Tag Archives: music

Music Technology and the Vinyl Resurgence

By Colin Halliburton

My first LP was A Night at the Opera (1975) by Queen. When I sat down to listen and enjoy the album, I understood why they are still around. Interacting with the physical versions of my favorite albums created a more in-depth experience, with more character and soul. Before I had first encountered vinyl records, I thought they were nothing more than old tech, something we had created CD’s and streaming to replace.

Music has been a constant and recurring source of entertainment throughout history, but the way music has been captured and enjoyed has changed drastically. Vinyl records were first invented and released in 1930 as a way to record and listen to music and audio outside of a live performance. This brought music and joy to many homes across the world, and that continues today. Over the decades since new technologies have been invented, and the record’s purpose has changed.

In the 90’s vinyl records experienced a sharp decline, partly because record labels/corporations became stricter with their buyback policies, which many record stores relied on to keep a rotating stock of popular items. They also stopped releasing many of their albums on vinyl, and closed some pressing plants. Many saw this as a ploy to get consumers to buy more CDs, which were more profitable for the corporations.

However since 2007, vinyl sales and general popularity have been on the rise, passing CDs once again in the first half of 2020. Almost in spite of the meteoric rise of streaming services (currently the cheapest way by far to listen to music), vinyl continues to grow. Many audiophiles or anyone else who appreciates sound quality often prefer vinyl records to digital streaming, because of the compression.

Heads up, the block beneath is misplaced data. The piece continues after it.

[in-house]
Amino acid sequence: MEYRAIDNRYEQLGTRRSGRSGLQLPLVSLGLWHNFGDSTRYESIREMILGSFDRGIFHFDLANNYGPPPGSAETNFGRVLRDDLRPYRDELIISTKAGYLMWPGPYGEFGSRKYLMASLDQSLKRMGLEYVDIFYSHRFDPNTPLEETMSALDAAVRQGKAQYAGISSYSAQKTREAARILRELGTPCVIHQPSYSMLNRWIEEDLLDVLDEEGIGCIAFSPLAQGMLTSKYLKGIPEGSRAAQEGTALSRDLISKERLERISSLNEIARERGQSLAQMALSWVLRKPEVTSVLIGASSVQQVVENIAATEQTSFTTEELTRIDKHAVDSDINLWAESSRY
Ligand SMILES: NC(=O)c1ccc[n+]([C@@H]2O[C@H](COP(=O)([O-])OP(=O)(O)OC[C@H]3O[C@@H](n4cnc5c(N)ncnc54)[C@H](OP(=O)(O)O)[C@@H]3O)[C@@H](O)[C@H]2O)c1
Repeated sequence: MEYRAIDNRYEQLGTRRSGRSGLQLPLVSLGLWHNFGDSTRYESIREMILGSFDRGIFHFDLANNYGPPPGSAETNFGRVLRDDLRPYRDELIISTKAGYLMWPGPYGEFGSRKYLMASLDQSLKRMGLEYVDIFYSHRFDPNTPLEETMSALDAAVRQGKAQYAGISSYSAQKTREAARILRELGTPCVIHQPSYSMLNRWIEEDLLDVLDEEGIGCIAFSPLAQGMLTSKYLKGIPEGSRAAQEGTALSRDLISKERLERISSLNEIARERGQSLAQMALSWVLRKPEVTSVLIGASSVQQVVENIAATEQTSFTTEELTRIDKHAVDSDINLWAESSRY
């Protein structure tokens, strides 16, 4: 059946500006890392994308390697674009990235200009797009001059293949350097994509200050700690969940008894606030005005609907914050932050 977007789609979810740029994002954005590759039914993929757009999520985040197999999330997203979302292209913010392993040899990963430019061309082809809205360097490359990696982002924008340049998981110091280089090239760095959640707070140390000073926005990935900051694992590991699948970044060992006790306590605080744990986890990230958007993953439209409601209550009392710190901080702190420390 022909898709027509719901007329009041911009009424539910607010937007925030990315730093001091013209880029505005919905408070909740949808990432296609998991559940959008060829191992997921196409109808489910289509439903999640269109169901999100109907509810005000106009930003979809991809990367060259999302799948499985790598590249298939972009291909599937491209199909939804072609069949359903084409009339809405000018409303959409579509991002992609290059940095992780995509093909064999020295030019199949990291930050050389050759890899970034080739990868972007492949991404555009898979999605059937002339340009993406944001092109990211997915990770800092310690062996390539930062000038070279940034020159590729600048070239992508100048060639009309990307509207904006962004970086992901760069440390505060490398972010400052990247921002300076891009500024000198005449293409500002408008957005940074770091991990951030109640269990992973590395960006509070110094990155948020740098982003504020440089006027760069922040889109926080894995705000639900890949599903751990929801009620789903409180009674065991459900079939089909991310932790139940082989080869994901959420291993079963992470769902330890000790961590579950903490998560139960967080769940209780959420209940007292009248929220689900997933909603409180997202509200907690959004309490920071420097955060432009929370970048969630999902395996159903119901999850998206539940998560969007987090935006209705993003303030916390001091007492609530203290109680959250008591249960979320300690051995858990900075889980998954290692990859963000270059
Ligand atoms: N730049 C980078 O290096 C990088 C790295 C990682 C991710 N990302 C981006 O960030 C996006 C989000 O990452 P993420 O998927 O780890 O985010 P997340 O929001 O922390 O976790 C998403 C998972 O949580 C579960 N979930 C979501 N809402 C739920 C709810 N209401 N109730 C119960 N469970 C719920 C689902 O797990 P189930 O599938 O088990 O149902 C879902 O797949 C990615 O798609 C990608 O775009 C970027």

Revenues by Format (1)
Courtesy of the Recording Industry Association of America (RIAA)

They are also very popular for collecting. Many (including myself) find the artwork and physical disc of music alluring and captivating. A lot of record sleeves come with previously unseen photographs or art, and some record discs even have art on them. In a few rare cases there is vinyl exclusive music on them as well. For example on Tyler the Creator’s 2019 album IGOR (Columbia), the song BOYFRIEND is only available on vinyl, making it a more fulfilling listen.

The almost therapeutic process of sorting through record bins to find a specific album or even anything that catches my eye is addicting. It’s also just like any other collection hobby where building the collection, seeing the shelves full of your favorite albums is enough for a lot of people. The nostalgia factor is also attractive, as vinyls are a way for many to relive their memories.

The Flaming Lips’ album Heady Fwends on hand-splattered Vinyl (via cdcentralmusic.com)

Interestingly, despite Hip-Hop/R&B being by far the most popular genre in streaming numbers (29.8% of all streams across platforms in the U.S. as of 2021, via Headphone addict) and just pop culture in general, Rock dominates the vinyl market with a staggering 41.7% of US sales as of 2018 (according to Statista). This further shows that a lot of the vinyl LP’s popularity comes from nostalgia and tradition.

For me, I have always loved music, and I think my dad fostered that love by always playing music around me and encouraging me to learn to play it. When we got a record player for Christmas a few years ago, the records really felt like a more tangible way to listen to music. To feel, see, and hold my favorite albums in front of me. Of course streaming and modern technology has its benefits of being less expensive, easier, and quicker to use, but for when you just want to really enjoy the music and have the time, I find records to be the perfect medium.